Kashmir is a beautiful place with beautiful thinking people. Trouble started after 1983; when Pakistn ISI started training Jamaite- Tulba, a militant faction of Jamaite Islami of kashmir to avenge their defeat in Bangladesh. They started two prong operations that were executed in Punjab and Kashmir. The then Chief Minister of POK is well aware of this fact. Training was imparted in POK and launching was being done through Poonch-Kahuta-Gulmarg, Uri-Gora taal-triknjaan-Baabaarishi-srinagr,Uri-Khargosh-maiyaan-Gurdwara chhaati Padshhi- uri- barmulla, leepa-nausheri- Domari gali-Trehgam,Leepaa-kayian Boul-patiala-trikaanjan- baba rishi-gtanghmarg-Srinagar. Inncent youths were exploited in the name of Jihad and forced to take up arms. as aa matter of fact, Kashmiries are very family oriented and emotional people. Men can’t stay away from their families.some of the youths even after becoming militants, when rejoined their parents were slapped by their parents and sisters;subsequently they were sent to Banglore for studies so that to remain away from dirty politics of Jamaite Islami. Pakistan’s expertise in exploiting and motivating the youth is an open secret, after we all in the world have witnessed in Afghan war.This is the high time for Pakistan to wake up and stop meddling in to the affairs of other countries. There no doubt so many youths have died in the kashmir valley; but we should know that India hs never indulged in adopting an open aggeression against misguided youth of our Kashmir.Middle east war, Iran -Iraq war were different than that of Afghanistan which was planned and executed by ISI, initially on behalf of USA and lateron with different aim.
    Pakistan even cheated USA by providing shelter to Osama Bin Laden. Lets us understand the ground realities and deny giving a fillip to such activities of Pakistan. Let us restore the natural beauty and peace in the Kashmir valley. Indians have shown patience which should not be misunderstood.

    • Sajad Malik (Srinagar)

      Mr Vimal,

      Thought provoking stuff Indeed :)

  • DK

    I refuse to believe this conversation ever took place. With all due respects to the writer, but I think she is lying.
    I have grown up amongst soldiers all my life. 7 of my childhood friends are in the forces and they all have been posted in Kashmir at some point in their lives. I have never heard any of them or any other soldier I have ever met talk about killing people, innocents or guilty, so callously as though its some video game. The soldiers kill because they have to, not because they want to.
    Either the person the author met is a fake or she is lying.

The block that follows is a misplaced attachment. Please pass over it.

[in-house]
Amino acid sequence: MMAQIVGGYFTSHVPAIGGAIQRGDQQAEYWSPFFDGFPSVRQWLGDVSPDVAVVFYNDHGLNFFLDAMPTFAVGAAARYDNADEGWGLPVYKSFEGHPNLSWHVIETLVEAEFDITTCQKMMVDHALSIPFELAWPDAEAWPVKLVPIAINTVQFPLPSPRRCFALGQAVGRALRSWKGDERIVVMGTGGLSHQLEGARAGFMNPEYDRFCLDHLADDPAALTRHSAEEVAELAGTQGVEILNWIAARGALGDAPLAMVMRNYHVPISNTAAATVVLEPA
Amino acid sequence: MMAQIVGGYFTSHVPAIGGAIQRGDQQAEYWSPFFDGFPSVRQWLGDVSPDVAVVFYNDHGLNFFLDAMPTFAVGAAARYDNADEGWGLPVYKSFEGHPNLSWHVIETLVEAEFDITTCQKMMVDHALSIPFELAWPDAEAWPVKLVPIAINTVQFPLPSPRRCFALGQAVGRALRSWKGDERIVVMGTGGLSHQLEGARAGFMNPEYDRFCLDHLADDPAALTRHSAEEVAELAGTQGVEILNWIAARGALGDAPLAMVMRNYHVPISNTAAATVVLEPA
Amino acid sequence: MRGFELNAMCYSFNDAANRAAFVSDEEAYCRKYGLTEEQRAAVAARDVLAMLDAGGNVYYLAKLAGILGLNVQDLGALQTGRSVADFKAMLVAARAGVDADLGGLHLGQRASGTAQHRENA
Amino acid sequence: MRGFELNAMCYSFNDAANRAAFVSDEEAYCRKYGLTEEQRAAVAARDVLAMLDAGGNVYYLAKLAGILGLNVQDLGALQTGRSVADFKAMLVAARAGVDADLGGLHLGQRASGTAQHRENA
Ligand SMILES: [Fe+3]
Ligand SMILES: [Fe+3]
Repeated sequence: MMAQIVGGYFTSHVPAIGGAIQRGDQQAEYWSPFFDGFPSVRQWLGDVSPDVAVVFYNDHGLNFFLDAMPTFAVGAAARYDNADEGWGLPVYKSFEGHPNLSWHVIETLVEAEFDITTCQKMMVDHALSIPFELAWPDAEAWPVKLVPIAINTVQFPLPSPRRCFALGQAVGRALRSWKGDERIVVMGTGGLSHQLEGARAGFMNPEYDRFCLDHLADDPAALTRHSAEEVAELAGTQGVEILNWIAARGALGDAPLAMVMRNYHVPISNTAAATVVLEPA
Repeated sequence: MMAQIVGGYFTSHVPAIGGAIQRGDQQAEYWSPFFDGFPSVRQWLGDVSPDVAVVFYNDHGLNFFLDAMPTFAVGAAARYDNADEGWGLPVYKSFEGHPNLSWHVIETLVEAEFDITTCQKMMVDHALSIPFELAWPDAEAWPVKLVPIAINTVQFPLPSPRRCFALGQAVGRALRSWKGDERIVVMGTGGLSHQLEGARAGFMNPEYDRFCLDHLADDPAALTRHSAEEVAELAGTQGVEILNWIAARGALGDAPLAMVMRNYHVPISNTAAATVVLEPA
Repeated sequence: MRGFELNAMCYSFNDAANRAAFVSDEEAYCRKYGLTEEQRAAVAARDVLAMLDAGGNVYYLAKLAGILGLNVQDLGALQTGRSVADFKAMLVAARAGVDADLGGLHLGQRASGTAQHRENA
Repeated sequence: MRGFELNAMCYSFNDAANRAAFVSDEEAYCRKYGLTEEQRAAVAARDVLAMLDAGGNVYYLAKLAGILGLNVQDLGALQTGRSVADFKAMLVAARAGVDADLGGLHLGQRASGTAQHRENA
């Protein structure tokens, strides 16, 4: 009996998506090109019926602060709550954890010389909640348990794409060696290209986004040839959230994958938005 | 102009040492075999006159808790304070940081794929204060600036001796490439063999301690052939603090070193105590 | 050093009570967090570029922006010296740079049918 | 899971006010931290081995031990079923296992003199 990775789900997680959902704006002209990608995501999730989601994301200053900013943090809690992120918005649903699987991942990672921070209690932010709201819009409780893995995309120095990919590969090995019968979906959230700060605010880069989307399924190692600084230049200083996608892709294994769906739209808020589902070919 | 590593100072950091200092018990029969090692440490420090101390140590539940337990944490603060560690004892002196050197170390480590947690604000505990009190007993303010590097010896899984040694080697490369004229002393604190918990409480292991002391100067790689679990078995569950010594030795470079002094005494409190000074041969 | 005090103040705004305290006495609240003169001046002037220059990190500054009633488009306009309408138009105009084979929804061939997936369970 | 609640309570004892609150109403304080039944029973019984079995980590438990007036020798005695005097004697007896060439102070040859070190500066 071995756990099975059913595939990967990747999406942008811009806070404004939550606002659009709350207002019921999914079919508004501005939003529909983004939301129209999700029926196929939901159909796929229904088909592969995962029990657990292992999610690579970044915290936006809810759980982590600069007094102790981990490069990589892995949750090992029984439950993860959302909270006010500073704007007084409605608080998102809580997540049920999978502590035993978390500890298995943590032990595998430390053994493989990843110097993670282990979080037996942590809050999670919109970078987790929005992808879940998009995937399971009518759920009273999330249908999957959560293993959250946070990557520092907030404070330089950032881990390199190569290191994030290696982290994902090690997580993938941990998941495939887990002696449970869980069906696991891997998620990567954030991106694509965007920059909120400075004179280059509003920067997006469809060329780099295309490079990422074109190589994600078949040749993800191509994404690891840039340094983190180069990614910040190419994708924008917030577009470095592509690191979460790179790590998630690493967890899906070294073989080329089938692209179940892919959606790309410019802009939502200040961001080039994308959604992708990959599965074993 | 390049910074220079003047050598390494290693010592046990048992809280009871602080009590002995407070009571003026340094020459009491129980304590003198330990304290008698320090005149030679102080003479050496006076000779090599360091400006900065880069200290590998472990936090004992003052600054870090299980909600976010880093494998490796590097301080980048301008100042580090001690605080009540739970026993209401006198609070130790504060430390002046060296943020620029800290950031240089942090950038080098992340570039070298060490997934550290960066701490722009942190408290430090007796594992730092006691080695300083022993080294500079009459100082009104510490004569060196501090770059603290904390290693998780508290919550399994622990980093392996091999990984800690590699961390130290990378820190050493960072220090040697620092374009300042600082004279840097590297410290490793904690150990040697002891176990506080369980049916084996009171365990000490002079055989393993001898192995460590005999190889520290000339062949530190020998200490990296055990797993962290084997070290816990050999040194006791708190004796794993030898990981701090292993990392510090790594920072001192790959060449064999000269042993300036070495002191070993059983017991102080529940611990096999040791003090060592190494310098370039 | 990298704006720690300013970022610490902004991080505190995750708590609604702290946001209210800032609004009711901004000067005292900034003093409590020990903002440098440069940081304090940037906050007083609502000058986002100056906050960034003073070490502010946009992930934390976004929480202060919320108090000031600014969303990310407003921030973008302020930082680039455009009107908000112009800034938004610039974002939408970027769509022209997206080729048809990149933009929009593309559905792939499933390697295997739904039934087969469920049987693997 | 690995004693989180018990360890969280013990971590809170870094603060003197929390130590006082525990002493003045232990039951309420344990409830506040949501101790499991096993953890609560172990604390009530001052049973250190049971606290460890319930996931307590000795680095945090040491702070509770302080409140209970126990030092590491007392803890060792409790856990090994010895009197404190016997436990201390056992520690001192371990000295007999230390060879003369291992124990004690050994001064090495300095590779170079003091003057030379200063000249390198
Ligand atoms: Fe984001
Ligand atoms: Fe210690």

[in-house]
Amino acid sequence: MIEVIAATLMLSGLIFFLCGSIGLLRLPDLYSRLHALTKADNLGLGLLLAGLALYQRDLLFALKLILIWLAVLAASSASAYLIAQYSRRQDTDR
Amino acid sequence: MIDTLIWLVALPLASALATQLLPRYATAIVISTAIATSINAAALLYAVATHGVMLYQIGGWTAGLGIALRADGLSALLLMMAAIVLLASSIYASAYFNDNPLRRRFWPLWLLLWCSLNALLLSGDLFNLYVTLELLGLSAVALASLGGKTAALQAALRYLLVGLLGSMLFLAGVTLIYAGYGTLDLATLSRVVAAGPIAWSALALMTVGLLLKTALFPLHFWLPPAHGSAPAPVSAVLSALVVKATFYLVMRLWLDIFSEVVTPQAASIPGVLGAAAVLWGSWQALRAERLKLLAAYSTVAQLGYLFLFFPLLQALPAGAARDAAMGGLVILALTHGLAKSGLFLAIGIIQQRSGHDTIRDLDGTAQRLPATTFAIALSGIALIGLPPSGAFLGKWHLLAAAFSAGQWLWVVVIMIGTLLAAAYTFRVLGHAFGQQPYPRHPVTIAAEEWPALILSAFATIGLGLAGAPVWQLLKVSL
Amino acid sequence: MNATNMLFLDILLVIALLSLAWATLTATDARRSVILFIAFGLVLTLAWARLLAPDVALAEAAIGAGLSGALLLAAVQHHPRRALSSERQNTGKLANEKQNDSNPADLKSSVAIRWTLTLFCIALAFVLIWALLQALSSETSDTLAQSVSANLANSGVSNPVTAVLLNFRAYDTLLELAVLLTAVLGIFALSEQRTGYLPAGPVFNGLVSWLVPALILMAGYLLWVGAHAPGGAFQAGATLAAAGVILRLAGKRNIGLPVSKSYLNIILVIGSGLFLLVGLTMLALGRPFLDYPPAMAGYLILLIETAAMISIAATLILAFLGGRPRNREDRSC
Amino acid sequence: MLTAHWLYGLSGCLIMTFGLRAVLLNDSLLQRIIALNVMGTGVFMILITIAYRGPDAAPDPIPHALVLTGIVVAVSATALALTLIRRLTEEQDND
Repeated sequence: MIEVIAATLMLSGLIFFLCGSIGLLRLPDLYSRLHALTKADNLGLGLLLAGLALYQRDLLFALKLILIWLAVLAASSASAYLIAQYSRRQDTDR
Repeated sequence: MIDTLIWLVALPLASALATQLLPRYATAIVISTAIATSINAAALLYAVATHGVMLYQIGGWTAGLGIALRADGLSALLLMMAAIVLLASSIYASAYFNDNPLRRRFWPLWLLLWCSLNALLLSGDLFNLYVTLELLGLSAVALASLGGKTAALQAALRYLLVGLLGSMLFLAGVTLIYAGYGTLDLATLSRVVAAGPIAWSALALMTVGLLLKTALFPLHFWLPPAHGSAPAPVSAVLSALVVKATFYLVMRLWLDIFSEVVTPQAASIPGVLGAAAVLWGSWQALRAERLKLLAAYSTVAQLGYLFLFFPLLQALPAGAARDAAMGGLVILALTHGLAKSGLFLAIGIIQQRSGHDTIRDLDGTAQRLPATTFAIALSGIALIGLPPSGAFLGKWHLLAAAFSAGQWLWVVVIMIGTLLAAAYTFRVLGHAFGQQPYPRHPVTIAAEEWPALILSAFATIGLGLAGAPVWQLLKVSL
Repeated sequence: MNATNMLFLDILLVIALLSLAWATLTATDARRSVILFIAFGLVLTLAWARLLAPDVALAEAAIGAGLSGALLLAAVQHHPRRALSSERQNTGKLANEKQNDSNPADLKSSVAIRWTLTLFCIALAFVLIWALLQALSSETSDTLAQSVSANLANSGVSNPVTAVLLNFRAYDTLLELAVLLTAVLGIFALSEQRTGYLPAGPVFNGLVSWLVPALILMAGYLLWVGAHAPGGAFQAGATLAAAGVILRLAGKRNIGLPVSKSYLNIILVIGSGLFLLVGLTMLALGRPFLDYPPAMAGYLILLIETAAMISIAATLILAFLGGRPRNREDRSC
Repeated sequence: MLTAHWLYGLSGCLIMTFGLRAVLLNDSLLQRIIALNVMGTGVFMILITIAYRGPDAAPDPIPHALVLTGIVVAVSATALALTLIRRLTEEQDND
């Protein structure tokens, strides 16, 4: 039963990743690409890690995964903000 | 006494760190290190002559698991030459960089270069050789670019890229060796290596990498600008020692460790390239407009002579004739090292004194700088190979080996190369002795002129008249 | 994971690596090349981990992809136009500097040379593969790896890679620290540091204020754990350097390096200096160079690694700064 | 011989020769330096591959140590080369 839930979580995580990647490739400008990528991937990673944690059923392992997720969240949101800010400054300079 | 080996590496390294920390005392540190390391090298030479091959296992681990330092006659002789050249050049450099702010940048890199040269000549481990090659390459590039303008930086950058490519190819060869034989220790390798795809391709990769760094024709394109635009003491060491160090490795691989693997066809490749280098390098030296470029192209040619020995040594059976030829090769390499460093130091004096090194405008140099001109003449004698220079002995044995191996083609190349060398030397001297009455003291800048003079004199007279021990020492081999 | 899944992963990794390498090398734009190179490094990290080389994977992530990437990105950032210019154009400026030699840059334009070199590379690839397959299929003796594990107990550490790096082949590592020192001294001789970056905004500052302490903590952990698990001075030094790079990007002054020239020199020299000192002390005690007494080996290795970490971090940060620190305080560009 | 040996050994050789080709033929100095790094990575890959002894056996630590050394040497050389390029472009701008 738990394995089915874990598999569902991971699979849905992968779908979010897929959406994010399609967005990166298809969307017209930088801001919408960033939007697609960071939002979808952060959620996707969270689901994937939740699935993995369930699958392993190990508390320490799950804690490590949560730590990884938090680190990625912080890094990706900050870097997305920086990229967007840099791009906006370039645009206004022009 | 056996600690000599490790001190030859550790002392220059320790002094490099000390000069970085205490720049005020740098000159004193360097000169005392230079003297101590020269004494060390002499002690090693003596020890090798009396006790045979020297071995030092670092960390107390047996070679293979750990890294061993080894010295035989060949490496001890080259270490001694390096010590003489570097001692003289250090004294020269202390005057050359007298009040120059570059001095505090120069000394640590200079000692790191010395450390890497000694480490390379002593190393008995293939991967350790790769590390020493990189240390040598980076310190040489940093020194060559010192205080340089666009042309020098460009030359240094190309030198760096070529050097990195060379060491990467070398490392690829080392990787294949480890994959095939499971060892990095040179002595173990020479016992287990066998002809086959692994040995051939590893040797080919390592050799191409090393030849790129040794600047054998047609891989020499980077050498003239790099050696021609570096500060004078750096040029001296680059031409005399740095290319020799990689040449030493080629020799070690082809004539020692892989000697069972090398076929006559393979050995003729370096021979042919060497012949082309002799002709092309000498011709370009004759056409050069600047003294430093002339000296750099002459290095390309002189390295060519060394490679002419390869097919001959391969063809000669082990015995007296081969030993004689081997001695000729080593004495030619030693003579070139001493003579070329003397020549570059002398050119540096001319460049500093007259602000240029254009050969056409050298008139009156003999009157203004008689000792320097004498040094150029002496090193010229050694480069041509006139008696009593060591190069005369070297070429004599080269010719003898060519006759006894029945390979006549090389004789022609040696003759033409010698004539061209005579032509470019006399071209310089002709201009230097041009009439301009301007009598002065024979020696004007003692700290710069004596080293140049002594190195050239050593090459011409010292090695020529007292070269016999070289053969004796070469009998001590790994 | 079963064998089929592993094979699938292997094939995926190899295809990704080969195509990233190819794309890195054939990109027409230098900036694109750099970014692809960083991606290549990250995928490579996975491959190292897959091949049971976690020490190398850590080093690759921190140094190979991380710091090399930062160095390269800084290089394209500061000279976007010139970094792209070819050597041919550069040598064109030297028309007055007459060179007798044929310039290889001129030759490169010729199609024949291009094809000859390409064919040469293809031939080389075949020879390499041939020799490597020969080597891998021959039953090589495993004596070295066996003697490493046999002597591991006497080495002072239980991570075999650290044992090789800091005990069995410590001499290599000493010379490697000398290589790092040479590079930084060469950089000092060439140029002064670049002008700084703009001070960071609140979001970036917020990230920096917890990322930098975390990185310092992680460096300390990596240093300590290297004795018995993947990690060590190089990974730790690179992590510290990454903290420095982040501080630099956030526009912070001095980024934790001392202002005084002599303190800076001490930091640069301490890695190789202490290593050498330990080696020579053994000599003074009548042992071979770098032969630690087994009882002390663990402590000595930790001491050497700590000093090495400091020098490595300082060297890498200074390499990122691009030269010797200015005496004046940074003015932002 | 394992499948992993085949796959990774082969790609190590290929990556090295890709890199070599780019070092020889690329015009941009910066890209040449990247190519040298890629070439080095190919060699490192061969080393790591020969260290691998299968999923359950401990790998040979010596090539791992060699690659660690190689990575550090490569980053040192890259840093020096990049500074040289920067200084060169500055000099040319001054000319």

• Sajad Malik (Srinagar)

      Mr DK;
      Even the wife of the american soldier who recently massacared innocent Afghanis including 8 children is in “shock” hearing her love has indulged in such an attrocity. The problem with Truth often hurts. I feel sorry about you. My sympathies.

  • Sanjeev

    I am an army officer myself and have served in J&K in counter terrorism ops. I got grievously injured in an operation and spent close to six months in ICU. I can assure you that I never killed a single innocent unarmed civilian intentionally, neither do I know an officer who did. A soldier who is loyal to his profession can never kill a non-combatant or violate women.

    That does not mean that I sympathised with any of the anti-India traitors there. I was – and remain – completely convinced in my mind that this whole issue is about religion. Fanatic Muslims can not bear with the fact that their state is part of a Hindu majority country and will kill without remorse to change the status. In such a scenario, there is no option but to allow army to deal with the thugs.

    If I am posted again in J&K and if the situation becomes as ugly as it was then, I will conduct myself exactly as I did back then. Without pity, without fear wnd without remorse. If the human rights of a few terrorists are hurt, I will just condemn it and move on!!

    • Sajad Malik (Srinagar)

      Mr. Sanjeev,
      It is good to know you and more importantly the thought process that goes into the making of an Army officer (An Indian officer ofcourse)…Thanks for speaking your heart out. This is precisely what we know of you guys out there…when you would be seen donning a tilak on the front of a bullet proof vehicle that reads “Kaal” or “Sons of Durga”… Problem is with “Muslim traitors” you see..All those 8 year going kids you will kill deserved death for they are tomorrow’s “potential terrorists”.
      Israel’s got to take a few more lessons from indian army officers…Wen is the next meet?

  • Syed Nahri

    In the first paragraph of the heading Soldiering or Murdering, I think you meant immunity from “prosecution”, not “persecution”. Please correct that.

  • Sanjeev

    Mr Sajad Malik,

    I guess you have heard all this before from the “thousands” of soldiers you have been harassed by. Please understand that this position is non negotiable. Let me educate you that each and every state in India was a nation at some point of time in history. There was a Sikh nation, a Tamil nation, a Rajput nation, a Maratha nation and so on. We can not turn the clock back and allow the country to be broken up for the hateful politics of a few thugs. I assure you there will soon be a day when this evil piece of law called article 370 will be discarded to its rightful place, a toilet pot. That will be the day when J&K will have been truly integrated into India.